Lynne is a Presbyterian minister and author of numerous books and Bible study guides. She lives in Seattle. Read more »
Lynne recently spoke on "Spiritual Practices for Preachers" (recorded as a video on YouTube.) The talk is relevant to anyone in ministry and focuses on how to draw near to God simply as a child of God as well as engaging in spiritual practices for the sake of ministry.
Lynne preached recently on Reverent Submission, trying to reclaim the word "submission," which has a bad rap in our time.
Soon before she left her position in New Zealand as senior lecturer in pastoral theology, Lynne recorded a one-minute video for her departmental website describing what's most important to her in her writing and teaching.
"Lynne's writing is beautiful. Her tone has such a note of hope and excitement about growth. It is gentle and affirming."
— a reader
"Dear Dr. Baab, You changed my life. It is only through God’s gift of the sabbath that I feel in my heart and soul that God loves me apart from anything I do."
— a reader of Sabbath Keeping
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Thursday April 19 2018
I have always loved trees. They speak to me of God’s creativity, complexity, beauty and provision.
In high school, we had three young birch trees in our back yard. To me, they looked like young girls dancing, reflecting the joy of living in God’s beautiful world.
As a university student, I took hundreds of photos of the sun shining through trees. I particularly admired the translucence of maple leaves backlit by the sun, speaking to me of the beauty of the Light of the World.
I often remember the trees from places I’ve traveled. The first time I travelled to New Mexico and Colorado in the fall, the round, golden aspen leaves made me gasp with pleasure. The trees looked like they were covered with gold coins, a picture of God’s rich beauty and abundance.
The eucalyptus trees in Australia were a revelation. I had always loved the smell of eucalyptus trees when I visited Northern California, but I thought “eucalyptus” referred to one kind of tree. In Australia, dozens of species of eucalyptus fill the streets and parks, each species with a slightly different color or shape. Of the 700 species of eucalyptus in the world, most are native to Australia. Seeing all those different kinds of eucalyptus trees made me feel like a kid in a candy shop of trees, all of them intricately created by the Maker of all beauty.
Trees are used throughout the Bible as metaphors for various aspects of faith. The tree planted by streams of water in Psalm 1 bears fruit in its season and has green leaves even in a drought. Who is like that tree? A person who loves God, does what is right, and meditates on God’s law day and night.
The vision of God’s abundance described in Isaiah 55:12 talks about joy and peace, which will be so powerful that the mountains will sing and “all the trees of the field shall clap their hands.” I read that verse for the first time as a very young Christian, during my photographing-trees-in-the-sun phase, and I posted the verse on my bulletin board because it was so vivid and joyous.
In John’s vision of heaven, recounted in Revelation 21 and 22, the river of life flows through the city, with the tree of life growing beside it, “and the leaves of the tree are for the healing of the nations” (Rev 22:2). The nations so desperately need God’s healing, and I wonder if those healing leaves will perhaps look like golden aspen leaves or like maple leaves with the sun shining through them.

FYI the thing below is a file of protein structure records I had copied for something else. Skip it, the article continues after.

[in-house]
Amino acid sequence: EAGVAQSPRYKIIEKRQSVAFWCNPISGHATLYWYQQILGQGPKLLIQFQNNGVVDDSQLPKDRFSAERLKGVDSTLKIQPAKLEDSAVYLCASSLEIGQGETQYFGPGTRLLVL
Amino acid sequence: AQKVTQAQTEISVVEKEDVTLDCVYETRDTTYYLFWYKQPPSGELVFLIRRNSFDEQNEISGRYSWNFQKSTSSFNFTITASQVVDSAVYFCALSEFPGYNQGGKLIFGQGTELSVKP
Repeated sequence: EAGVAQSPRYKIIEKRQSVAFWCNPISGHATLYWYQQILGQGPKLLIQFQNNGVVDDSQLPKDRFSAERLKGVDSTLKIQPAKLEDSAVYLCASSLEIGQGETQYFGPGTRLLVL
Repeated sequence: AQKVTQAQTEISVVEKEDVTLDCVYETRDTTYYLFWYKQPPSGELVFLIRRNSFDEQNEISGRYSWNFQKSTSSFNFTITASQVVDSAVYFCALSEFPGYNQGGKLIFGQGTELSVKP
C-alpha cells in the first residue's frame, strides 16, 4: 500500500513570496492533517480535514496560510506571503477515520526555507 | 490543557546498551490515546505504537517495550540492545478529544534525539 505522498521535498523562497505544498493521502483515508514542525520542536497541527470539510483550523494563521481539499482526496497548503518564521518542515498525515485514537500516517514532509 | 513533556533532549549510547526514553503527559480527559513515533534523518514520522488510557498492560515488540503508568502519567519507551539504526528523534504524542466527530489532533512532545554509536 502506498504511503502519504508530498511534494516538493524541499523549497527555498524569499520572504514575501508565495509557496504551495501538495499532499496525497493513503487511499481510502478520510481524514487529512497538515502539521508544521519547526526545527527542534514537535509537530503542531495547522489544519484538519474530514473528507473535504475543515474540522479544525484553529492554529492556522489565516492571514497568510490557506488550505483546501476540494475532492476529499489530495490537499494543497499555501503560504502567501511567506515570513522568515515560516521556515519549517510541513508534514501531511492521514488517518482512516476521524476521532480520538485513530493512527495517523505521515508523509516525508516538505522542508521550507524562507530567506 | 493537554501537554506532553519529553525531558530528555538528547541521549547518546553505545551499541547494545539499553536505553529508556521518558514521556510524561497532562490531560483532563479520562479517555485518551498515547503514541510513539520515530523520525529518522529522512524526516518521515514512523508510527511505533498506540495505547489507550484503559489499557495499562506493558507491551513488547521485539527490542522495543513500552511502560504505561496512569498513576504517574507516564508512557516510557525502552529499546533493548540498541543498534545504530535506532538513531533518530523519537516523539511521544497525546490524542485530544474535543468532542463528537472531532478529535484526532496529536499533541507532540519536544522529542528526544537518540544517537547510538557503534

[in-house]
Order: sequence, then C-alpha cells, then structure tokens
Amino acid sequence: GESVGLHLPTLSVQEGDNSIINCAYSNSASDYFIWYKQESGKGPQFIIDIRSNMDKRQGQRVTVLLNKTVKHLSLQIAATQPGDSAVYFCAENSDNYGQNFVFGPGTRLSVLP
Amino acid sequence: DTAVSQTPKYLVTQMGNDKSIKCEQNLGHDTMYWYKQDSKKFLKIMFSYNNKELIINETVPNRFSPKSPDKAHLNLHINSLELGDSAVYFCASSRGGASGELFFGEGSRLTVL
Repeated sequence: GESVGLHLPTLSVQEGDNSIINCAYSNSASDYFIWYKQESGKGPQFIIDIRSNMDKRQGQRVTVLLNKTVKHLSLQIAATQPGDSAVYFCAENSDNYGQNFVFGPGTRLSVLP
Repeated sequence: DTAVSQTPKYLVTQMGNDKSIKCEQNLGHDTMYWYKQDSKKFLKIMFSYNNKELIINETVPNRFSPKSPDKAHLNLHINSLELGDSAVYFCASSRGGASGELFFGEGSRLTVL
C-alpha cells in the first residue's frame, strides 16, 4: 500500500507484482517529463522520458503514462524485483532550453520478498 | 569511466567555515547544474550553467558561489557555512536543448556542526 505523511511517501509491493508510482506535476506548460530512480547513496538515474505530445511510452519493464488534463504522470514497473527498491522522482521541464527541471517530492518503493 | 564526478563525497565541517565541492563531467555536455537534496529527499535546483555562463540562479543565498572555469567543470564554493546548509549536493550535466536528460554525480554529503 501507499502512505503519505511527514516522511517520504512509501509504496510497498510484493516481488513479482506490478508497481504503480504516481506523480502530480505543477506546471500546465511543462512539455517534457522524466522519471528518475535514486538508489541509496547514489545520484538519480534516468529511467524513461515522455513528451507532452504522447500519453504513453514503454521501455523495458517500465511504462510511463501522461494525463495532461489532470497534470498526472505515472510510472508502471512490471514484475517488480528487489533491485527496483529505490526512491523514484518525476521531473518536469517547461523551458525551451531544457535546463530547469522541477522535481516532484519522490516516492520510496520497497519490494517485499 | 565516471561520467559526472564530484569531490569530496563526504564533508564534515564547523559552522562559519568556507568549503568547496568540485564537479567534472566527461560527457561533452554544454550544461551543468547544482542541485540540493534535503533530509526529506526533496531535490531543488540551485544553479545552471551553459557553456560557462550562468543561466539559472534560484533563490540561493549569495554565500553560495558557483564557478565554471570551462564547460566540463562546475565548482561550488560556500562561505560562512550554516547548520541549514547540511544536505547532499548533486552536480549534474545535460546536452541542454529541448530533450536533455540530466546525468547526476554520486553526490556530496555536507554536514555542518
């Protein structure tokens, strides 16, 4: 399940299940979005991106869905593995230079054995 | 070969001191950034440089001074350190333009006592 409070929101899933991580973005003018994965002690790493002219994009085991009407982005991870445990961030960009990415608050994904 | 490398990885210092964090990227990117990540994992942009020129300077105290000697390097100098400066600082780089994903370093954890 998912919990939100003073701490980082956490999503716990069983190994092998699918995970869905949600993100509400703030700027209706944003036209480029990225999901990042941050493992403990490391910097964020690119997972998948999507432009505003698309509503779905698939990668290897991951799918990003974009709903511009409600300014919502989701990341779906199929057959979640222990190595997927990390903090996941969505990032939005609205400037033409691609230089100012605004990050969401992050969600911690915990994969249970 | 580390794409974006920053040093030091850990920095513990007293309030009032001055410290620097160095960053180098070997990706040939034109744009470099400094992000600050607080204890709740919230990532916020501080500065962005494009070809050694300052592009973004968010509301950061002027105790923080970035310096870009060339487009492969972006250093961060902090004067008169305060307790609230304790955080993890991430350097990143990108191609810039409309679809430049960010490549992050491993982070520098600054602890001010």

Trees take simple ingredients from the air and soil – carbon dioxide, water, and minerals – and turn them into sturdy branches, shimmering leaves, delicious fruit, and precious oxygen. Because humans and other mammals breathe in oxygen and breathe out carbon dioxide, trees give balance, providing the oxygen that is essential for human life. Without trees, the rising carbon dioxide level of the air would make life impossible for two reasons: lack of oxygen for mammals to breathe and ever increasing temperatures caused by carbon dioxide’s greenhouse effect.
Arbor Day focuses on planting trees, these miracles of beauty and oxygen. The first known Arbor Day was celebrated in 1594 in Spain. The United States celebrates Arbor Day on April 27, and many other countries have their own Arbor Day.
Between now and Arbor Day, look out your window or go outside and enjoy the trees that you can see. Plant a tree. Draw a tree. Photograph a tree. And don’t forget to thank God for trees.
For further reflection:
The Arbor Day Foundation provides a wonderful webpage showing the benefits of trees. Take a look here.
The Hidden Life of Trees: What They Feel, How they Communicate – Discoveries from a Secret World by Peter Wohlleben will blow your mind. Did you ever think that trees communicate with each other? They do it through chemicals they release into the wind and through fungi and other plants in the earth.
(Next week: patterns in the way God speaks to us. Illustration: eucalyptus trees in Field National Park, Tasmania, Australia, watercolor by Dave Baab. If you’d like to receive an email when I post on this blog, sign up under “subscribe” in the right hand column.)
This is the eighth post in a series on the ways God speaks through nature. Previous posts:
The first time nature to spoke to me about God
Mountains and clouds on Easter
Algae and stars
Tropical fish in the Red Sea
Jesus in a boat on Greenlake
The feeling of God’s absence
Familiar and unfamiliar landscapes